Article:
Source: Scott LaFee – Baycrest Center For Geriatric Care
Image Source: NeuroscienceNews.com image is in the public domain.
Original Research: Abstract for “Mild cognitive impairment is characterized by deficient brainstem and cortical representations of speech” by Gavin M. Bidelman, Jill E. Lowther, Sunghee H. Tak and Claude Alain in Journal of Neuroscience. Published online March 7 2017 doi:10.1523/JNEUROSCI.3700-16.2017
Mild cognitive impairment is characterized by deficient brainstem and cortical representations of speech
Mild cognitive impairment (MCI) is recognized as a transitional phase in the progression toward more severe forms of dementia and is an early precursor to Alzheimer’s disease. Previous neuroimaging studies reveal MCI is associated with aberrant sensory-perceptual processing in cortical brain regions subserving auditory and language function. However, whether the pathophysiology of MCI extends to speech processing prior to conscious awareness (brainstem) is unknown. Using a novel electrophysiological approach, we recorded both brainstem and cortical speech-evoked brain potentials (ERPs) in older, hearing-matched human listeners who did and did not present with subtle cognitive impairment revealed through behavioral neuropsychological testing. We found MCI was associated with changes in neural speech processing, characterized as hypersensitivity (larger) brainstem and cortical speech encoding in MCI compared to controls in the absence of any perceptual speech deficits. Group differences also interacted with age differentially across the auditory pathway; brainstem responses became larger and cortical ERPs smaller with advancing age. Multivariate classification revealed that dual brainstem-cortical speech activity correctly identified MCI listeners with 80% accuracy, suggesting application as a biomarker of early cognitive decline. Brainstem responses were also a more robust predictor of individuals’ MCI severity than cortical activity. Our findings (i) suggest that MCI is associated with poorer encoding and transfer of speech signals between functional levels of the auditory system and (ii) advance the pathophysiological understanding of cognitive aging by identifying subcortical deficits in auditory sensory processing mere milliseconds (<10-ms) after sound onset and prior to the emergence of perceptual speech deficits.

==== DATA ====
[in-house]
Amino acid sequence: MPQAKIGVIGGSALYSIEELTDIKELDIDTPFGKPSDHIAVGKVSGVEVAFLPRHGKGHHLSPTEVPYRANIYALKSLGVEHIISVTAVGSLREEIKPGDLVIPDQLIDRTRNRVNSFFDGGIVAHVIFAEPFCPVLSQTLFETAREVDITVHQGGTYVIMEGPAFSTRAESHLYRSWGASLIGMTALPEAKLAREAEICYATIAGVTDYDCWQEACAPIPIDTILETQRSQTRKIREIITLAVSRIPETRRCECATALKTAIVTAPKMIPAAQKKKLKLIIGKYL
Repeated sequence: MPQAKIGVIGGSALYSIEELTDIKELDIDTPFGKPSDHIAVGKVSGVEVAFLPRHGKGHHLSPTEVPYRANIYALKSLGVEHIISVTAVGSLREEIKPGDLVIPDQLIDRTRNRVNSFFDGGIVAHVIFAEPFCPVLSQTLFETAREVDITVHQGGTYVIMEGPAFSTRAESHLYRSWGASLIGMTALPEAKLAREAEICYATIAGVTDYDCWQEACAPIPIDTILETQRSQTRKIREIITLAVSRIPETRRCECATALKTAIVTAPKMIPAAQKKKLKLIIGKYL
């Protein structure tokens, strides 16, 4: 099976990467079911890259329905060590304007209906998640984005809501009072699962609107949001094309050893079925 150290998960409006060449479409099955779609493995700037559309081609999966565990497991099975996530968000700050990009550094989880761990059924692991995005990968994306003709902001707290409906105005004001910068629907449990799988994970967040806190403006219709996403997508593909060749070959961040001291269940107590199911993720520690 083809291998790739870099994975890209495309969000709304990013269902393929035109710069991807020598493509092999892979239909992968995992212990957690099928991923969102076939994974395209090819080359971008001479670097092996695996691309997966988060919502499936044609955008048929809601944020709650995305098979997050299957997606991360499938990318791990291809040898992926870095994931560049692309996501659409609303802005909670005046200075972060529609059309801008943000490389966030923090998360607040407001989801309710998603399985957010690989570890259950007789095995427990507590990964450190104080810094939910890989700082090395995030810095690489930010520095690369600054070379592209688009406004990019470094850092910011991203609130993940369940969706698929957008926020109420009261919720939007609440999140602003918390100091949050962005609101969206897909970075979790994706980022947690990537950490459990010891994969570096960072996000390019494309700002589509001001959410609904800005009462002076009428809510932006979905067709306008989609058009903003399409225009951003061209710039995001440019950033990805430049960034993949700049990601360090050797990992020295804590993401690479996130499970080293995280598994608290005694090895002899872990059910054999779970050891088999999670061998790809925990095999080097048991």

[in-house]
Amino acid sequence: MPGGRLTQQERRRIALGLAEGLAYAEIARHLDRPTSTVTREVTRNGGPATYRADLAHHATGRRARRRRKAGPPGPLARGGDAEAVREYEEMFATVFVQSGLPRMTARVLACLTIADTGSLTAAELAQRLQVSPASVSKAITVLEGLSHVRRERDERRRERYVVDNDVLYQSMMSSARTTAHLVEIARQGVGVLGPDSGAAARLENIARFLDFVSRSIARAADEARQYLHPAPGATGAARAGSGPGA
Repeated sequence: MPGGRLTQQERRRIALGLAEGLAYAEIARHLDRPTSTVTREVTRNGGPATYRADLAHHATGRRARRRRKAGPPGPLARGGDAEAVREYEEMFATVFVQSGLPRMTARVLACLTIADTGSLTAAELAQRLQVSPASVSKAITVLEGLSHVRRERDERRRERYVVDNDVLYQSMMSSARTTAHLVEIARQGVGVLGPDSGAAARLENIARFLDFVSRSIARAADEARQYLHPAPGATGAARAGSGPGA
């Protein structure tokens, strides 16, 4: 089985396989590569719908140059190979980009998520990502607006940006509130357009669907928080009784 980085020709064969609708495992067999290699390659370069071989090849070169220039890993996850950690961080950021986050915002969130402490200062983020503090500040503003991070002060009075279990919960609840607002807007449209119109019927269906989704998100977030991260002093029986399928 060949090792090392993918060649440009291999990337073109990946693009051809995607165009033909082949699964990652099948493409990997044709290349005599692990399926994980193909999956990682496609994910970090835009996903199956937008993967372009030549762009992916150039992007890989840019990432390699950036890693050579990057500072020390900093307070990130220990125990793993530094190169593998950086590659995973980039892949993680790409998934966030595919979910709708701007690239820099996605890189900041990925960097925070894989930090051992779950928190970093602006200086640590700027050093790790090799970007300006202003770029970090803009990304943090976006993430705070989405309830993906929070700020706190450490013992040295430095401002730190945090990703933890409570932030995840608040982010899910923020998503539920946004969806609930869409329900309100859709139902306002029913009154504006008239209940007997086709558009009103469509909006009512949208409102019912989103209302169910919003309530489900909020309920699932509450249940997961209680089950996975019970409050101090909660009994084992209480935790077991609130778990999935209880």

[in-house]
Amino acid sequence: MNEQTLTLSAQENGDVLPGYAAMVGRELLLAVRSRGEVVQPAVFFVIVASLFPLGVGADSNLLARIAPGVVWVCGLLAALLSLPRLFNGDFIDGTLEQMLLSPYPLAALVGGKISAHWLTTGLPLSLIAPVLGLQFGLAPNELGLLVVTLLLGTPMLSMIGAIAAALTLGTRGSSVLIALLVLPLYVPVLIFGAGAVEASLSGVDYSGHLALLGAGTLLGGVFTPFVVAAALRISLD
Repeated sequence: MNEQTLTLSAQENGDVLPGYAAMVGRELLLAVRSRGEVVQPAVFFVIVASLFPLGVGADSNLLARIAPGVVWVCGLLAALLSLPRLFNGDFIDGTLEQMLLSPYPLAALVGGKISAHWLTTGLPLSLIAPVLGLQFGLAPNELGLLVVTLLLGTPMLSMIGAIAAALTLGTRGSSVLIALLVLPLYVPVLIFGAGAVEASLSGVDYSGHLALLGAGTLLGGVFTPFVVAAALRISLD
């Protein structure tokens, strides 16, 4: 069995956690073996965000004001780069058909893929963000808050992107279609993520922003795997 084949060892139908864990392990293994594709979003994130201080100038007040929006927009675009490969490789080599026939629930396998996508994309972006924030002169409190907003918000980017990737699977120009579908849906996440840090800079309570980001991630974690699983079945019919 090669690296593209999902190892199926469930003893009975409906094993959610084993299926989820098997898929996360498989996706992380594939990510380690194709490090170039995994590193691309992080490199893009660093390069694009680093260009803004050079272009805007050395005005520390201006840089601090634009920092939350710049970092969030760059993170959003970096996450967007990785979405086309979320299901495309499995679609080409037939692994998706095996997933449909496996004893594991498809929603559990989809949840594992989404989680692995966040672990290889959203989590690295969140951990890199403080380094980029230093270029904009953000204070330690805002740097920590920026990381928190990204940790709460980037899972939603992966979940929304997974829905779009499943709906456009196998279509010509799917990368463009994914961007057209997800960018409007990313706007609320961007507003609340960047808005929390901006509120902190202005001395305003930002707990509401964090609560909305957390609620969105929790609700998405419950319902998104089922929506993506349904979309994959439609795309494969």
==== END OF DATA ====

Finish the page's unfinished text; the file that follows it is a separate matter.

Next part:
Mild cognitive impairment (MCI) is a precursor to dementia marked by declines in communication skills. Whether MCI pathophysiology extends below cerebral cortex to impact speech processing prior to conscious awareness (brainstem) is unknown. By recording neuroelectric brain activity to speech from brainstem and cortex, we show that MCI hypersensitizes the normal encoding of speech information across the hearing brain. Deficient neural responses to speech (particularly those generated from the brainstem) predicted the presence of MCI with high accuracy and prior to behavioral deficits. Our findings advance the neurological understanding of MCI by newly identifying a subcortical biomarker in auditory-sensory processing prior to conscious awareness, which may be precursor to declines in speech understanding.
“Mild cognitive impairment is characterized by deficient brainstem and cortical representations of speech” by Gavin M. Bidelman, Jill E. Lowther, Sunghee H. Tak and Claude Alain in Journal of Neuroscience. Published online March 7 2017 doi:10.1523/JNEUROSCI.3700-16.2017
The findings, which appear in the journal Neurology, also found those who slept longer had smaller brain volumes. It is believed that the number of Americans with Alzheimer’s disease and other dementias will grow each year as the size and proportion of the U.S. population age 65 and older continues to increase. By 2025 the number of people age 65 and older with Alzheimer’s disease is estimated to reach 7.1 million.
A large group of adults enrolled in the Framingham Heart Study (FHS), were asked to indicate how long they typically slept each night. Participants were then observed for 10 years to determine who developed dementia, including dementia due to Alzheimer’s disease. Researchers from BUSM then analyzed the sleep duration data and examined the risk of developing dementia.